New Ethics Committee at LIfBi Starts Work


Today, Monday, January 30, 2023, the members of the newly established Ethics Committee of the Leibniz Institute for Educational Trajectories (LIfBi) met for their constituent meeting. Dr. Patrick Rummel was elected chairman. The deputy chairman is Simon Dickopf. The Ethics Committee reviews research projects conducted on behalf of LIfBi. The review process enables researchers to enter into an exchange and to examine, reflect and, if necessary, optimize their own research design against the background of ethically relevant questions. With the establishment of an ethics committee, LIfBi follows the standards of the Leibniz Code of Good Research Practice.

New research group on digitization and gender inequality at LIfBi


As of January, a new junior research group has started work at the Leibniz Institute for Educational Trajectories (LIfBi). The independent Emmy Noether Junior Research Group "GenDiT - Gender in the Age of Digitization and Technological Change", funded by the German Research Foundation (DFG), aims to analyze the links between digitization, technological change and gender inequalities in the education system and the labor market. The group is led by Dr. Malte Reichelt, who obtained the funding and moved from New York University Abu Dhabi to LIfBi at the beginning of the year.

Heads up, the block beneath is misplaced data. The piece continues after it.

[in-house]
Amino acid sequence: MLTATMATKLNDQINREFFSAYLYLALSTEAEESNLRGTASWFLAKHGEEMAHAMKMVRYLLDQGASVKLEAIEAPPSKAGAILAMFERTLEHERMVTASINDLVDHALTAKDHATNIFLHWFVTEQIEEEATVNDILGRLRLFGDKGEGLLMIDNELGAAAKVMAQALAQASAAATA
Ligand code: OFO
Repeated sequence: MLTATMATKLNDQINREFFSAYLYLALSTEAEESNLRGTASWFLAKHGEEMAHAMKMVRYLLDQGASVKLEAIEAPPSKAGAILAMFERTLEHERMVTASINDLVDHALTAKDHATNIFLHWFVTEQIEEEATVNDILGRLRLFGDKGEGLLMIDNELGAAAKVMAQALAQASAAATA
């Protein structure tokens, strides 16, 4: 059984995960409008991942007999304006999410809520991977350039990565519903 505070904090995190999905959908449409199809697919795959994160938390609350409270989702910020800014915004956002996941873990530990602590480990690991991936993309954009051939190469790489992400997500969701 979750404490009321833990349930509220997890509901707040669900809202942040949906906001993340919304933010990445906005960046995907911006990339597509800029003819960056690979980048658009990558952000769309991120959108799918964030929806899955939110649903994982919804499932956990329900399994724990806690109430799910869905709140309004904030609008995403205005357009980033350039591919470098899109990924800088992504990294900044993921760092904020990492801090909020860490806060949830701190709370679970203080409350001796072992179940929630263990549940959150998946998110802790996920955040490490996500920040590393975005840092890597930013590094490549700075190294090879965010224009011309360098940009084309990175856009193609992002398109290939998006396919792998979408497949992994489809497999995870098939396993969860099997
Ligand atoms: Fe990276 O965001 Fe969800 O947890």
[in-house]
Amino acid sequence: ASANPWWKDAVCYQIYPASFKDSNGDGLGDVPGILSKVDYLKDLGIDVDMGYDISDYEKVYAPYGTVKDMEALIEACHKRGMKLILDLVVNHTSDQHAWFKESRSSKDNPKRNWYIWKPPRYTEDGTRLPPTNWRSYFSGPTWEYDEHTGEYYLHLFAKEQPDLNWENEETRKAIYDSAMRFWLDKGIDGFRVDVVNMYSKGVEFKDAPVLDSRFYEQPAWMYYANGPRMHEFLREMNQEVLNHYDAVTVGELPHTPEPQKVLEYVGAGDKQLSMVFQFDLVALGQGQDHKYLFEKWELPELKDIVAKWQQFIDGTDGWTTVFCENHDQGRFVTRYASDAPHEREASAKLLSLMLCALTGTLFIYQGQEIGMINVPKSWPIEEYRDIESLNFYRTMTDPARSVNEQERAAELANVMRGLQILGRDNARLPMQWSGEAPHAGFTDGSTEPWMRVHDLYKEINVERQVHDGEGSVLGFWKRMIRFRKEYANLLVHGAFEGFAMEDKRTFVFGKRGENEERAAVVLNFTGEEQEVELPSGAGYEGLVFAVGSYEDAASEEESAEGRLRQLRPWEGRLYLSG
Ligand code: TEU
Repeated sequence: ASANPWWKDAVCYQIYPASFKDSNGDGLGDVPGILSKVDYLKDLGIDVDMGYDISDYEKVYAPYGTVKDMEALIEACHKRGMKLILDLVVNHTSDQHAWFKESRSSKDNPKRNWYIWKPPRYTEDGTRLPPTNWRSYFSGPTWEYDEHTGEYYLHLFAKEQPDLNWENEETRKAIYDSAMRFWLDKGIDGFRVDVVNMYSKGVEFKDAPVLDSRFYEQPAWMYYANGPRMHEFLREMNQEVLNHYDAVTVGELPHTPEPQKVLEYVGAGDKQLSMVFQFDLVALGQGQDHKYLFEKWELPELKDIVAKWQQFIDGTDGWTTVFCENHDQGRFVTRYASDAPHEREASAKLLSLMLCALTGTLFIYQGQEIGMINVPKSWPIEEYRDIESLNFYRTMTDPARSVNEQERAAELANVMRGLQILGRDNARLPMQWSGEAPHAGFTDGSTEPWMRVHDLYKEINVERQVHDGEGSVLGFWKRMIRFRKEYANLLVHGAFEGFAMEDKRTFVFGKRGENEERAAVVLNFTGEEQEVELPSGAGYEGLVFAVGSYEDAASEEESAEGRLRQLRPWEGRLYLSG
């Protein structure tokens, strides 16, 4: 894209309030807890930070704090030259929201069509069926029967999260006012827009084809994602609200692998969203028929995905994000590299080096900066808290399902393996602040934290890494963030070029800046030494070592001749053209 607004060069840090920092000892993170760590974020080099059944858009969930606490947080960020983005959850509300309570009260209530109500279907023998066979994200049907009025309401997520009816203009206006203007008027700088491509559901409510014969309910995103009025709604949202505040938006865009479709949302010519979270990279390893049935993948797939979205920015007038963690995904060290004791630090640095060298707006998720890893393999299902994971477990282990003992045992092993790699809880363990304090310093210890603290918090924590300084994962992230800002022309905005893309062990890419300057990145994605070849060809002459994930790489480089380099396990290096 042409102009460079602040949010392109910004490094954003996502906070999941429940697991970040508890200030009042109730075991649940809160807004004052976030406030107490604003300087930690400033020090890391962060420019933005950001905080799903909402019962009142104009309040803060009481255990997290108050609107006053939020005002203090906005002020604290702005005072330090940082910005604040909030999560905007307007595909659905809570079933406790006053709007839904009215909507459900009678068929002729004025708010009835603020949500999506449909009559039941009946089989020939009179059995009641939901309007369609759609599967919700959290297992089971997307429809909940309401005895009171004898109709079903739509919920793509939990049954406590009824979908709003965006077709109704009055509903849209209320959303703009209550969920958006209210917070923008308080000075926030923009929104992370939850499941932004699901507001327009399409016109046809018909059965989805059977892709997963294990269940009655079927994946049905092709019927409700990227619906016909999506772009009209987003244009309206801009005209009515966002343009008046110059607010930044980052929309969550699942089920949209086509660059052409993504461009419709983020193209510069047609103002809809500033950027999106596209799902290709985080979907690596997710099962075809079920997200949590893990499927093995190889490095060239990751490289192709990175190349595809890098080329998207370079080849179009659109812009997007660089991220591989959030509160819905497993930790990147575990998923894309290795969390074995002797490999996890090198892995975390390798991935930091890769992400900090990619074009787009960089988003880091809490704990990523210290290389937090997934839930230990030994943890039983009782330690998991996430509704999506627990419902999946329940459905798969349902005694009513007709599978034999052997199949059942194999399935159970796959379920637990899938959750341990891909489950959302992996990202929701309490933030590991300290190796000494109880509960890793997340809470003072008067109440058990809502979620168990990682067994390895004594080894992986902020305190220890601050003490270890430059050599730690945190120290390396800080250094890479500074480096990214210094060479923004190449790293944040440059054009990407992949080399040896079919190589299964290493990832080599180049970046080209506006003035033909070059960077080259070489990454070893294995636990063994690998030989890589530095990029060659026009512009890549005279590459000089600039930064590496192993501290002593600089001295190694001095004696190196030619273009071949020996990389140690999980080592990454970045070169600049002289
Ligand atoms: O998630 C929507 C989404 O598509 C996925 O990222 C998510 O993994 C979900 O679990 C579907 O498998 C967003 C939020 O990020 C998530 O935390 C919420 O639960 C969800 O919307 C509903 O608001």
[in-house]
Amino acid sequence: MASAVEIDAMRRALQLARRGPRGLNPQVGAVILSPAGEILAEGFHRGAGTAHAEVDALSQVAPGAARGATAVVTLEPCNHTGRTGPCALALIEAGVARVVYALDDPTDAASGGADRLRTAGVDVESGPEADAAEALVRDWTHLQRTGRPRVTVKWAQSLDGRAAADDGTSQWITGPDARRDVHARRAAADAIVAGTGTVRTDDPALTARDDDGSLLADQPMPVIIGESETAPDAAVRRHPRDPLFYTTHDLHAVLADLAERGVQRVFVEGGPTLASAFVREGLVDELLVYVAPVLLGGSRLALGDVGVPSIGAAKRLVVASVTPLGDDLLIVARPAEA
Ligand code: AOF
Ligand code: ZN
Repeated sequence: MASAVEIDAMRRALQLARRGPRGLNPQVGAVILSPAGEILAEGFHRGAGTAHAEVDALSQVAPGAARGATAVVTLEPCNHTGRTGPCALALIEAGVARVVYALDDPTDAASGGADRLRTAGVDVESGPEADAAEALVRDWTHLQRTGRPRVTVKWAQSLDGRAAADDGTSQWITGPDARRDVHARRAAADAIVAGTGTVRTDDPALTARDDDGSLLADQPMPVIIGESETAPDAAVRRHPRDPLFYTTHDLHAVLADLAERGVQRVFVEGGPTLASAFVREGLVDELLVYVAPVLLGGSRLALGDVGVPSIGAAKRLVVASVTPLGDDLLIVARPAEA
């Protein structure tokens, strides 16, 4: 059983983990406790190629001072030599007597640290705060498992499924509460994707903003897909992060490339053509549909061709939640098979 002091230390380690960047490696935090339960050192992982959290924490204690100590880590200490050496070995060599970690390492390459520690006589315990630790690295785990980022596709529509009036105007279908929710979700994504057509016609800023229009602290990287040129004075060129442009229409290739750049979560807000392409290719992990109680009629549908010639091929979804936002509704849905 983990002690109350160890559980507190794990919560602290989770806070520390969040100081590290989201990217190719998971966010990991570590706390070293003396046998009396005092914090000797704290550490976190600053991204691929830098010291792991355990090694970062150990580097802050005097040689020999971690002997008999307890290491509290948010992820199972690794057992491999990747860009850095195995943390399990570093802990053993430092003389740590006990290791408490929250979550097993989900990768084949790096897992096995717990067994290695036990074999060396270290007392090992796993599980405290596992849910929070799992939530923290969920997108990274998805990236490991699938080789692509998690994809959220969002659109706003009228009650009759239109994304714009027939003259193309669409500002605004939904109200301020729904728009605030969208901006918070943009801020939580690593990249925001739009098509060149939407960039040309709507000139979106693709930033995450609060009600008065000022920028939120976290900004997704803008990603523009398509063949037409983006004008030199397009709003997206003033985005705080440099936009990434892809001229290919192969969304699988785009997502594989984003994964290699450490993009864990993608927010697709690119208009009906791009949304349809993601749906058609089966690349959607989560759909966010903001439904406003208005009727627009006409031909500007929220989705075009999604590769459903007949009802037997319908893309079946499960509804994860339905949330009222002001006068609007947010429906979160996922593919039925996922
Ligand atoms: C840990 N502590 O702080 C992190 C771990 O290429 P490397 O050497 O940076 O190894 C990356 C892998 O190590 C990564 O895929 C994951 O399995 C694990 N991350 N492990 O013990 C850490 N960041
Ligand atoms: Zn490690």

Malte Reichelt (photo: Evamaria Schleicher) was Assistant Professor of Social Research and Public Policy at New York University Abu Dhabi (NYUAD) and Global Network Assistant Professor at New York University (NYU) until the end of 2022. Since March 2013, he has been a research fellow at the Institute for Employment Research (IAB) in Germany, and since January 2023, he is Head of the Emmy Noether Junior Research Group at LIfBi.

A Look Back at the 7th NEPS Conference


The 7th International NEPS Conference of the Leibniz Institute for Educational Trajectories (LIfBi) took place again in virtual format this year on December 5 and 6. About 300 scientists from Germany and abroad met for exchange. On the first day of the conference, the "NEPS Publication Award" was again presented for outstanding papers based on NEPS data - this year it had been awarded to Barcelona and Dublin. The two-day conference was organized by the team of the LIfBi Research Data Center (FDZ-LIfBi).

Refugee study ReGES: Data from more survey waves now available as SUF


On December 8, 2022, the Research Data Center of the Leibniz Institute for Educational Trajectories (FDZ-LIfBi) published the third Scientific Use File (SUF) of the panel study ReGES "Refugees in the German Educational System" funded by the German Federal Ministry of Education and Research (Bundesministerium für Bildung und Forschung, BMBF) under the grant number Flucht03. This means that scientists can now access data from seven survey waves and use them for their own evaluations. The ReGES study ran from 2016 to 2021 in five federal states and has been continued in a follow-up project since 2022.

Page 1  of  5 First Previous [1] 2 3 4 5 Next Last